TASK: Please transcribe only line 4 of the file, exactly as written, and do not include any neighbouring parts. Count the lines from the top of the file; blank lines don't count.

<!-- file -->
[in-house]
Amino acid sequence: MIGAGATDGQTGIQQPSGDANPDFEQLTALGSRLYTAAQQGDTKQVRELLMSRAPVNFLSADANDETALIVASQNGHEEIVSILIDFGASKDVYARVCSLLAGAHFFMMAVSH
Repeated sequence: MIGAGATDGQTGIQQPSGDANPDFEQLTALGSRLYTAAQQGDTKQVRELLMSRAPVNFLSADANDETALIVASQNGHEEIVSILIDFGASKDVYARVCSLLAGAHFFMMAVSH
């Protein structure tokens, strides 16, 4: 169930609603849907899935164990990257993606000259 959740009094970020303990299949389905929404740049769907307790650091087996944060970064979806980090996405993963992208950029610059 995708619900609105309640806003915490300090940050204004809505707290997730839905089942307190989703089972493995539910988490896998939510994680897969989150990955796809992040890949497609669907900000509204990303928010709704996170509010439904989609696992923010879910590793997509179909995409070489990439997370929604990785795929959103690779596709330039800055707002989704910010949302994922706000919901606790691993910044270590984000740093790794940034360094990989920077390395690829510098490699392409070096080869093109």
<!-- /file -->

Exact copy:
């Protein structure tokens, strides 16, 4: 169930609603849907899935164990990257993606000259 959740009094970020303990299949389905929404740049769907307790650091087996944060970064979806980090996405993963992208950029610059 995708619900609105309640806003915490300090940050204004809505707290997730839905089942307190989703089972493995539910988490896998939510994680897969989150990955796809992040890949497609669907900000509204990303928010709704996170509010439904989609696992923010879910590793997509179909995409070489990439997370929604990785795929959103690779596709330039800055707002989704910010949302994922706000919901606790691993910044270590984000740093790794940034360094990989920077390395690829510098490699392409070096080869093109």